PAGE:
Same old crap.
I don't know how or why the grandparents managed to wrestle custody of their 6-year-old granddaughter from their own daughter. Sometimes there are decent reasons (drug abuse, serious or persistent mental illness). Sometimes it's just the same power and control thing you see in a lot of these cases. Sometimes they just wanted to punish Mom for not kowtowing to their wishes in every respect. And if you're good buddies with the local judge--or your lawyer is--it's especially easy to take custody for basically bogus reasons.
Given that granddad MARK J. CHAPMAN felt entitled enough to blow a way a 6-year-old child with multiple gun shots--rather than risk to the possibility of losing his control and having the child return to her mother--I'm inclined to think abuser control freak.
And please. Why must we interview the Clueless Neighbors who usually have no idea what people are really like? This grandfather mowed down and murdered two innocent people in cold blood. Since when does that make him "very nice" or loving? Had this man murdered two people on the streets or at work in exactly the same way, the media would not be seeking out stupid people to confirm how "nice" the killer is (or was). But there's this unacknowledged patriarchal assumption, see. It it's YOUR womenfolk or children, it's "understandable" and you get a pass. Barf.
Police indicate custody battle was at heart of Westmont murder-suicide
Julia Moore, 6, of Westmont, was killed along with her grandparents in what police claim was a murder-suicide. Her grandfather, Mark J. Chapman, admitted to the killings in a suicide note found at the scene.
By Dave Heitz, firstname.lastname@example.org
Suburban Life Publications
Posted Nov 22, 2010 @ 03:26 PM
Westmont, IL — Westmont Police said the deaths of three people that were found in their apartment on Friday were the results of a murder suicide involving a 6-year-old child and her grandparents that may have occurred because of a custody dispute.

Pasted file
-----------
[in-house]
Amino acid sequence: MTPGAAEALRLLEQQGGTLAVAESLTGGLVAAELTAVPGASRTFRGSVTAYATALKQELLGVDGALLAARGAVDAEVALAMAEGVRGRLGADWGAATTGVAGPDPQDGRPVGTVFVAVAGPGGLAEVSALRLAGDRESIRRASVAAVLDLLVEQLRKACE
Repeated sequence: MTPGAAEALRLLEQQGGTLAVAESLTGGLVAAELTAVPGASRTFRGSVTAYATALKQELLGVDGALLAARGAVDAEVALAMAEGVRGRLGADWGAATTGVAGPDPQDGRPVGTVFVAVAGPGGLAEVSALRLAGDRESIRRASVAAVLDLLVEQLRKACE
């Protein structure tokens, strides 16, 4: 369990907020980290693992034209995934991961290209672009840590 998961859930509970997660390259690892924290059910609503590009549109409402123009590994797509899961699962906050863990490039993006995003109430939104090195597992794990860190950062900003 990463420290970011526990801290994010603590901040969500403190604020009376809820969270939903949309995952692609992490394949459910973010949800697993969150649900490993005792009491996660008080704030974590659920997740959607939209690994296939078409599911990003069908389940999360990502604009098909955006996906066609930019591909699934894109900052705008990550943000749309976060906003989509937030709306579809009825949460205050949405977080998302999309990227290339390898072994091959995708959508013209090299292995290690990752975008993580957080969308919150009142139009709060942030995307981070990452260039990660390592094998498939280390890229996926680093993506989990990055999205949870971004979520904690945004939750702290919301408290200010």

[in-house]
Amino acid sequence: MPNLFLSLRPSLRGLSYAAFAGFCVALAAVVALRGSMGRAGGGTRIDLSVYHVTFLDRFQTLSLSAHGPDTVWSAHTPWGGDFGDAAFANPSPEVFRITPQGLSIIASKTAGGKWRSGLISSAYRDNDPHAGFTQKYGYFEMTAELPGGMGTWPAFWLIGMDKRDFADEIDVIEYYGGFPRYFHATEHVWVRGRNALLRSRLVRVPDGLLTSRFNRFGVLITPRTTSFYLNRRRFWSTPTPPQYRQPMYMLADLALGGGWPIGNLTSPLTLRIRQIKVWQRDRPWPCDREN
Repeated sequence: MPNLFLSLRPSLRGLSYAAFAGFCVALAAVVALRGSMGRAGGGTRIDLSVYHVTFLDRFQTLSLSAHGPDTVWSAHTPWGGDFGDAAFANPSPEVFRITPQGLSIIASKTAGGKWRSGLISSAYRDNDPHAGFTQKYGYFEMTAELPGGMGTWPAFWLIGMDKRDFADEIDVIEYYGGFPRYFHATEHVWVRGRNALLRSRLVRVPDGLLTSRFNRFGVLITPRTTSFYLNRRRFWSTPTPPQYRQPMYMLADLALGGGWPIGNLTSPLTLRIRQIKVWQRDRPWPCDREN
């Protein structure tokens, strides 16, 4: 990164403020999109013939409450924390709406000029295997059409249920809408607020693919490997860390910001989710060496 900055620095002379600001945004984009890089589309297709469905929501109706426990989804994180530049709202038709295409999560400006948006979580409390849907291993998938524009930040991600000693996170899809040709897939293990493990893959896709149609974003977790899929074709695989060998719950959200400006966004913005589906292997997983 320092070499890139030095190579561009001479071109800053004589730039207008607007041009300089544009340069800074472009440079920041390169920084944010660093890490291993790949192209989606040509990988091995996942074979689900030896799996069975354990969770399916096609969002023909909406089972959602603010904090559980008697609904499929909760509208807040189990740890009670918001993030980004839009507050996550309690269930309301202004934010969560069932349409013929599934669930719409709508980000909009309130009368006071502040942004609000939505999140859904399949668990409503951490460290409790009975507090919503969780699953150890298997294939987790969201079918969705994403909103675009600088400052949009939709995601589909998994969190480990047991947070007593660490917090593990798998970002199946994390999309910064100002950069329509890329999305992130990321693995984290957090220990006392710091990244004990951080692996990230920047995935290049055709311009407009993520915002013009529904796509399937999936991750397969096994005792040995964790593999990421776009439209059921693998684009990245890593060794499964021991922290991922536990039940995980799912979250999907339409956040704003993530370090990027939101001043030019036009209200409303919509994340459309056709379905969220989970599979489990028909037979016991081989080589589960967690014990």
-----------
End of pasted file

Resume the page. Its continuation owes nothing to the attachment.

In autopsies done on Saturday, Nov. 20, the DuPage County Coroner’s Office ruled that Mark J. Chapman, 50, suffered a self-inflicted gunshot wound to the head, and his wife, Linda E. Brennan 51, and Julia A. Moore, 6, were each killed by multiple gunshots in their apartment along the 500 block of W. 61st Street.
Moore was the granddaughter of Chapman and Brennan and was living with them at the time of the shootings, police said.
Moore attended El Sierra School in Downers Grove. Downers Grove Grade School District 58 superintendent Paul Zaander said Moore was “a delightful little girl, and we will miss her dearly.”
There are no plans at this point for any kind of memorial service for Moore by the school, Zaander said.
Police said a handwritten note was recovered at the scene that appears to have been written by Chapman in which he admitted that he killed his wife and granddaughter, and then himself.
While police said the case is still under investigation, and are not certain of a motive at this time, they did indicate there was a custody battle involving the child between the child’s mother and the grandparents which may have contributed to the incident.
“There is a custody dispute that has been underway in the DuPage County Circuit Court,” Deputy Police Chief Jim Gunther said on Monday, Nov. 22. “The grandparents were legal guardians of the child since 2007.”
Police responded to a well-being check at about 10 a.m. Nov. 19 at the apartment when they discovered the bodies. All three were pronounced dead at the scene.
Gunther said police do not know exactly when the shootings took place.
“We are looking at a window between 1 a.m. Tuesday morning and 1 a.m. Wednesday morning,” Gunther said.
Police said there was no sings of forced entry or any struggle and the weapon that police believe was used was found at the scene. Both Chapman and Brennan were found in the living room, and the child’s body was found in bed in her bedroom.
Frank Slowik, a resident who lives in a neighboring apartment unit, said he heard noises about 1 a.m. Wednesday that could have been gunshots, but did not call police at the time.
“It was very quick, and I didn’t know what to think about it at the time,” he said.
Slowik said he knew the victims very well. He described the family as being “very nice people” and said he never heard any suspicious activity in the apartment before that.
“I know they loved their granddaughter very much,” Slowik said.